Kiefer Sutherland may have stopped playing Agent Jack Bauer for the last few years, but he does share some of the regrets and guilt that plagued his haunted TV alter ego."When we wrapped 24 a few years ago, I decided to take stock of my life," Sutherland explains. "I'm a much better man today at 45 than I ever aspired to be at 25. I've been spending a lot more time with my family of late, something I should have done a long time ago. I wasn't always the best father, but I'm hoping to become the best grandfather possible." Sutherland recently became a grandfather for the second time when his stepdaughter Michelle Kath, 34, whom he raised while married to former model Camilla Kath, gave birth to a baby boy, Quinn. Kiefer's first grandchild, Hamish, was born seven years ago to his biological daughter Sarah Sutherland, 25, (from his marriage to Camilla) who recently made dad proud when she won a key role on the HBO series 'Veep'. In the meantime, Sutherland has returned to TV with his new series, 'Touch', about the relationship between a widower, Martin Bohm, and his emotionally-challenged 11-year-old son Jake who has an ability to predict events in the future. Sutherland is still hoping to shoot the long-awaited film version of 24 sometime in the near future, having been forced to postpone the project when 'Touch' was picked up for a second season. By the time '24' went off the air in 2010 after 8 seasons, Sutherland was earning $40 million per season producer and star of the series which made him the highest-paid television actor in the world at the time. It was a stunning reversal of fortune for a man who quit acting in his 30s to work as a rodeo rider following early success in his 20s in films like 'Flatliners', 'Young Guns' and 'The Vanishing', only to burn out as a result of alcohol abuse and a general sense of self-loathing. Sutherland lives in Los Angeles where he has been spending considerable time with his new girlfriend, Canadian musician Marnie Herald. His most recent film appearance came in Lars von Trier's apocalyptic drama, 'Melancholia'.
Q: Kiefer, it was over two years ago you decided to take a break after 24 ended its eighth season on TV. What made you want to return to TV now?
SUTHERLAND: I was doing a play on Broadway when my business partner sent me the script for Touch. I was very impressed and I was especially interested in the relationship between the father and son which is the central theme of the story. I have a lot of conflicting feelings about my own experience as a father and so the story struck a nerve and I knew I wanted to do it. What's a bit odd is that I only learnt afterwards that it wasn't a film script, but that it was the basis for a TV series. "I said, 'Do you know what? I'm not really ready to do that yet,' " "And she said, 'Trust me, you have to read it.'"I remember I was on about page 35, and I went, "S---, I'm in real trouble here." Because it was just so beautifully written, and it presented itself as an opportunity. It was Tim Kring (creator of 'Touch' and the former TV series 'Heroes') who convinced me to go back to series work. I think it was a set-up! (Laughs)
Q: Are you now committed in your mind to seeing this series evolve over the years the way 24 did?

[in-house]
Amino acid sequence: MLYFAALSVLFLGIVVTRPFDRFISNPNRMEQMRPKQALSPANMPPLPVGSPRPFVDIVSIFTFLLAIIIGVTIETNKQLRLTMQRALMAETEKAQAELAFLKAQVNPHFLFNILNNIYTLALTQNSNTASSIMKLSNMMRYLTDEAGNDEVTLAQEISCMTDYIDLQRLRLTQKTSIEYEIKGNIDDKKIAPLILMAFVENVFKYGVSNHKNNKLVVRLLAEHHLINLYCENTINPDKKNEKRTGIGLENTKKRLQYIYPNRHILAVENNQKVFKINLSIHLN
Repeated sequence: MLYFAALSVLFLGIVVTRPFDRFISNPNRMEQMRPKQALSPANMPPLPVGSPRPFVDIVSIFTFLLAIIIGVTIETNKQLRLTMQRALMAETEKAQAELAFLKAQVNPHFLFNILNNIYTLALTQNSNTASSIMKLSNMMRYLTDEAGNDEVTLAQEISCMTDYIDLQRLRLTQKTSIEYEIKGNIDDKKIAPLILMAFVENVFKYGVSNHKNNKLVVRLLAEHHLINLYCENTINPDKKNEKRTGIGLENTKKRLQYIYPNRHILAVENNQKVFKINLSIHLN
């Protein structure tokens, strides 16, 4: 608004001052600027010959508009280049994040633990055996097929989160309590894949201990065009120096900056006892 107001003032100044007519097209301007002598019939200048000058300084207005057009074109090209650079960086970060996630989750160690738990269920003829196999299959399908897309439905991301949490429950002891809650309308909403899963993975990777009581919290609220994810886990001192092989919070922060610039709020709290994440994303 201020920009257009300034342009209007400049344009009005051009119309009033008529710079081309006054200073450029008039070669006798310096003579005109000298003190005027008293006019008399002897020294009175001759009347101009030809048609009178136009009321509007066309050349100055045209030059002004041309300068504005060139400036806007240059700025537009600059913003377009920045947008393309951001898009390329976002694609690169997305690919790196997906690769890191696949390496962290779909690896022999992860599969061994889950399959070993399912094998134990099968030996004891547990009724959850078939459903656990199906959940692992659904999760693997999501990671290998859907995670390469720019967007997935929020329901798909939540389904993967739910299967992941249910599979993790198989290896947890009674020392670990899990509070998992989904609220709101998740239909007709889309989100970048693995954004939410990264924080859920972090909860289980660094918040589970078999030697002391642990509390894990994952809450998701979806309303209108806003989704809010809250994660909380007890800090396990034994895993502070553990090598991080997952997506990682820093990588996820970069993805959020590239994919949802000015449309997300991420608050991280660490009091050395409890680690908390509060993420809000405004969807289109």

SUTHERLAND: If you are going to do a series that can potentially run for another eight years, you want it to be something that you can really sink your teeth into, something that's different and that's going to challenge you in a different way. Tim (Kring) and I were sitting down the other day and we were talking about getting older, and he said, "At some point, you start to realize you have to be responsible for what you're going to say." And if there was anything I wanted to be a part of saying through a TV series or a film, it was this beautiful idea of universal interconnectivity and this responsibility that we have to each other, as a people, as a race, to this planet. For all those reasons, that's why I chose to do this show because it suggests that we are all connected in deeper ways than we believe.
Q: Tell us about your character and how he deals with his son who has enormously difficulty communicating with the outside world?
SUTHERLAND: As a parent, you can't help but be very moved by the relationship between them. The title of the series comes from the fact that his son refuses to be touched, and so the father has to deal with that as well as trying to reach out to a young boy who communicates with numbers rather than words. He wants to have as normal a relationship as he possibly can with his son, which I think every parent can relate to. The constant reality surrounding my character is his sense of failure as a parent, the feeling he's somehow responsible for where his own son's at. That is certainly something I responded to as a parent myself. I think the show does that well.
Q: What is your relationship with David Mazous who plays your son Jake?
SUTHERLAND: He's an exceptionally talented young man and when we first auditioned together he reminded me of my daughter Sarah when was his age. There was something about the way he looked at me which just floored me. He's very bright and enthusiastic and if you watch how he plays Jake, who is not an easy character to play, it's beautiful.
Q: Is the plot of the series in any way an inspiration to you in your own relationship with your children?